Depending on variety, schlumbergera, a tropical cactus that grows in the clefts of trees in Brazil, can bloom from Thanksgiving through the December holidays, says McComas. While blooming, they like bright light and well-drained soil and humidity, so mist them occasionally. The North Carolina Cooperative Extension recommends withholding water for six weeks after blooming, then watering just enough that the soil doesn't dry out. If you want your plant to rebloom, try cool temperatures — 60 to 65 degrees — and at least 13 hours of darkness a day starting in October.
These perennials come in a range of pinks and grow from a corm-like tuber that sits partly above the soil. They like bright light though not direct sunlight, McComas says, and prefer cool temperatures — 55 to 65 degrees. They also like humidity, so place your plant on a saucer of damp pebbles. Always water from below so the tuber doesn't rot, and remove dead flowers as they fade. McComas suggests applying some standard houseplant fertilizer every two weeks or so.
Bird of paradise
These dramatic showoffs are often featured as cut flowers, but because it's difficult to get them to bloom indoors, they're frequently sold as tall green foliage plants with wide shiny leaves that can be 11 inches across and 2 feet long, Thomas says. They like bright, direct light and humidity. “If you mist it a couple of times a week and keep it in a room where you could theoretically read a book with the light off ... you could keep a bird of paradise almost anywhere,” she says.
These are especially popular in places like Southern California, where they can eventually go out into the garden. They often come planted in boxes or trays and should be happy like that for a couple of months, Floyd says. “But at some point, they're going to start to grow a little bit larger than what that tray accommodates, so at that point, it makes sense to transplant them into separate little plants.” Plants that are natives of dry climates — poinsettias, for example — need very well-drained soil, she says. “You never want to water them until the soil is very dry to the touch.”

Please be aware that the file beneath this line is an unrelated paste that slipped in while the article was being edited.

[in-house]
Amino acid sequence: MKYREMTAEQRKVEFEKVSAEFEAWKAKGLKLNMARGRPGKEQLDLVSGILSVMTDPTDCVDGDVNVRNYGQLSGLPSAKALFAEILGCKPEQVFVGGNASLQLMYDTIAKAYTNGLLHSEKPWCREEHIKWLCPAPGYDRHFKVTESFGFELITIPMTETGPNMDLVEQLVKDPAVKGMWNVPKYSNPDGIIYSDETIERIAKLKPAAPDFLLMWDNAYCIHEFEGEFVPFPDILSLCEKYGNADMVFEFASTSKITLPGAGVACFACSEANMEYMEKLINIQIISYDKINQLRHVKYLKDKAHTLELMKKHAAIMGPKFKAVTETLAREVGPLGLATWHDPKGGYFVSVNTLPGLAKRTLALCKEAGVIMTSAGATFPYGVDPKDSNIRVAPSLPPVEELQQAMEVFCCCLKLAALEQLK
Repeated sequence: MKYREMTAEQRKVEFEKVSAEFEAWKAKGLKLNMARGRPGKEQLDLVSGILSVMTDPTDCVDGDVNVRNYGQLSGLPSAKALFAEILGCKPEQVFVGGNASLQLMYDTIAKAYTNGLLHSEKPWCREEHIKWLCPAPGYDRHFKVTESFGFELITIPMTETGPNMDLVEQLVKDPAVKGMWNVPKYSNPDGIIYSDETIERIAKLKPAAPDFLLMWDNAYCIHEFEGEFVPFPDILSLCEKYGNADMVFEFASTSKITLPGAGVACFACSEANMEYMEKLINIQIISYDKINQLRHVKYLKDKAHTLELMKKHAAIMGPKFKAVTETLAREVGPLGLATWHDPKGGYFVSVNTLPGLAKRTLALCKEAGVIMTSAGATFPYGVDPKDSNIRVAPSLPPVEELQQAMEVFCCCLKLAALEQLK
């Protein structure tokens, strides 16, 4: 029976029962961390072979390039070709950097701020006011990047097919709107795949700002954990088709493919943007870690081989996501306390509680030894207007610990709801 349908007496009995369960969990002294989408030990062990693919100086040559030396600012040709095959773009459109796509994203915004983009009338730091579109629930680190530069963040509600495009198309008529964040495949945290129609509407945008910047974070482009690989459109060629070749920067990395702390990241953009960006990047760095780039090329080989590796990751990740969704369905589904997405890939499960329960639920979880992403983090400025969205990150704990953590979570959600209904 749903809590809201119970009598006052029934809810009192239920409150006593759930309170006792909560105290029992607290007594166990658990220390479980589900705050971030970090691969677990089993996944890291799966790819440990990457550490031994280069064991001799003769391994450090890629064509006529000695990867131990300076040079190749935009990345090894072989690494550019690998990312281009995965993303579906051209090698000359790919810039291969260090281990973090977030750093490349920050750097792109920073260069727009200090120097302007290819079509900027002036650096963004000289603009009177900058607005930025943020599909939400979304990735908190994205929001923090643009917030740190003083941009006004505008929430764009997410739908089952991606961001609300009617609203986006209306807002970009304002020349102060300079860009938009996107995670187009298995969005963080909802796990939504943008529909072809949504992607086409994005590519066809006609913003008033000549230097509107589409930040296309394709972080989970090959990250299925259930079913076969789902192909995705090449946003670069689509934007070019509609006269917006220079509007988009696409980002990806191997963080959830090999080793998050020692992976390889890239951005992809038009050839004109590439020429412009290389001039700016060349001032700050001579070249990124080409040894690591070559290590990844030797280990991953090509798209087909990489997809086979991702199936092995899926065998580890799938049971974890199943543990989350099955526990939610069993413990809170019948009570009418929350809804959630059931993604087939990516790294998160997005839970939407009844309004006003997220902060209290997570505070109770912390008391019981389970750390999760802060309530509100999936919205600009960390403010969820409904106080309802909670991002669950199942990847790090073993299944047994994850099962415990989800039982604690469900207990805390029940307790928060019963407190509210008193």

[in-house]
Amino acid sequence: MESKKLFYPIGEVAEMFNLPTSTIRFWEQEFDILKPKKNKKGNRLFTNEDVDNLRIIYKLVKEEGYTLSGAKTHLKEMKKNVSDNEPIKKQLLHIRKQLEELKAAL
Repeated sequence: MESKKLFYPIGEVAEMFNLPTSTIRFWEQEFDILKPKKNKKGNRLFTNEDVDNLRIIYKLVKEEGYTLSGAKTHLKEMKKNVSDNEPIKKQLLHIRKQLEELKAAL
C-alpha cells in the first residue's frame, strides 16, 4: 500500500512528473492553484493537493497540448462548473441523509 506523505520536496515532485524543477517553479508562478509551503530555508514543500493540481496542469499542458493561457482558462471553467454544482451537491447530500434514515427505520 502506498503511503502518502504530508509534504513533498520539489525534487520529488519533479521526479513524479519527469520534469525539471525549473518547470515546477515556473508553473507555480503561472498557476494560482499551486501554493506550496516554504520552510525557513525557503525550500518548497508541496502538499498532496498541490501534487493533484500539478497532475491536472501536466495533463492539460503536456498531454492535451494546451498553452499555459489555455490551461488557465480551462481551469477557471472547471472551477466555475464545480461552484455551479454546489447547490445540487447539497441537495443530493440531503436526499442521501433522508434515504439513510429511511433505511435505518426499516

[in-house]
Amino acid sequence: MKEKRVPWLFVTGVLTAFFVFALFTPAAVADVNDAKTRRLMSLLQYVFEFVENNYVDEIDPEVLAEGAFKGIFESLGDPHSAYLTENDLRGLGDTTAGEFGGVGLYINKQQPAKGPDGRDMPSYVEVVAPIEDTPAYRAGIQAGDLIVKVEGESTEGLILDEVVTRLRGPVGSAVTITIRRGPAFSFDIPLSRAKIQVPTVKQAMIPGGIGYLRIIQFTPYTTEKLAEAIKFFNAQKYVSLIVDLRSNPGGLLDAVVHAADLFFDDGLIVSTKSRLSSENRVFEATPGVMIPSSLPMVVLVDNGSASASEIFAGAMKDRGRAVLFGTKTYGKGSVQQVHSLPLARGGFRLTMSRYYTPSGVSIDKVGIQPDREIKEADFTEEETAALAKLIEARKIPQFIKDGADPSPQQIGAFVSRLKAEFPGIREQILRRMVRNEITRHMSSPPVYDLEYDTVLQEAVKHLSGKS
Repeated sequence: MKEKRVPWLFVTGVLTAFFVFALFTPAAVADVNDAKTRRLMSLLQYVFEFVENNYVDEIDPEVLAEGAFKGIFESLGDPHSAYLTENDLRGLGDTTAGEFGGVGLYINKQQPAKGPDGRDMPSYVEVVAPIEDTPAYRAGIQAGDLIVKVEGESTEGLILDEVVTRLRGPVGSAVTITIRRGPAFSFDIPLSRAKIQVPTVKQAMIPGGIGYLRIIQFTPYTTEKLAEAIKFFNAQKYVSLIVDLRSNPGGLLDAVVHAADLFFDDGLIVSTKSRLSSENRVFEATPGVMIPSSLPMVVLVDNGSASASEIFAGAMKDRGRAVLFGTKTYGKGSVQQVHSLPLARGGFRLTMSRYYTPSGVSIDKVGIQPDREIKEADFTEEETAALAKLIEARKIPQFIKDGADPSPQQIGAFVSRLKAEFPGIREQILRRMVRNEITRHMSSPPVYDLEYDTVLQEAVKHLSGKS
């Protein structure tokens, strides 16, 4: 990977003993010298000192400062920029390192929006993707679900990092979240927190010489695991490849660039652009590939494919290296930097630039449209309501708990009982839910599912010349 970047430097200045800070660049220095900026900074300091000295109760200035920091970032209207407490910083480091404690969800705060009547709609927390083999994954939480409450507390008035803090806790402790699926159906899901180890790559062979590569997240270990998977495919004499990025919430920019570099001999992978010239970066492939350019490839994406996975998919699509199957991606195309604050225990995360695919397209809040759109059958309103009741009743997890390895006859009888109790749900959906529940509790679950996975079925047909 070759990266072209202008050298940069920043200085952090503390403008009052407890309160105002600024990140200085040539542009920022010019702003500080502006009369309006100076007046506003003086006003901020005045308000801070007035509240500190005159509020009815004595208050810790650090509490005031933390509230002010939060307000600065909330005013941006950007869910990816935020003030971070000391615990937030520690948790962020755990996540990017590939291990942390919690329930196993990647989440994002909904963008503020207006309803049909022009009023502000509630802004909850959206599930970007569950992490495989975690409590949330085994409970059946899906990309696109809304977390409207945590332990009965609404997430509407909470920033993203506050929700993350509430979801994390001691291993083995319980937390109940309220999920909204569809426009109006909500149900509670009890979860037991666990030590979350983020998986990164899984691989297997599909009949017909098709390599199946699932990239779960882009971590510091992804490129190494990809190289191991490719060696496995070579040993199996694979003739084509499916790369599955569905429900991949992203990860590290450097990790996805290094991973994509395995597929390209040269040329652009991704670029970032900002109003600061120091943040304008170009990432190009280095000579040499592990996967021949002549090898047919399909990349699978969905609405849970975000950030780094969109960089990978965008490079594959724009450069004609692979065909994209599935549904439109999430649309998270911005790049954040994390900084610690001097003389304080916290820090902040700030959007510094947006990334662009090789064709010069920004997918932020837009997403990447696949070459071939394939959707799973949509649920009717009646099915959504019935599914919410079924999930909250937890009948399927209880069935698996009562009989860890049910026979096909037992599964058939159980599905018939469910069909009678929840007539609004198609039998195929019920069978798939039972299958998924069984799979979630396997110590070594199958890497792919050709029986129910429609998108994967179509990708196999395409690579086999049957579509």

Centerpieces and other floral arrangements featuring cut flowers are also holiday mainstays and can bring a touch of spring inside throughout the winter. To keep the arrangements fresh, change the water frequently, Floyd says. “As soon as it's delivered, you make sure the water is all the way up to the brim,” she says. Just stick it in the sink, overflow the container with water, then let it sit on a towel until it's dry enough for the table. While some cut flowers come with packets of nutrients, really fresh arrangements shouldn't need them, Floyd says.
Editor's note: This story was originally published on January 5, 2021. It's been updated to reflect new information.
Susan Moeller is a contributing writer who covers lifestyle, health, finance and human-interest topics. A former newspaper reporter and editor, she also writes features and essays for the Boston Globe Magazine and her local NPR station, among other outlets.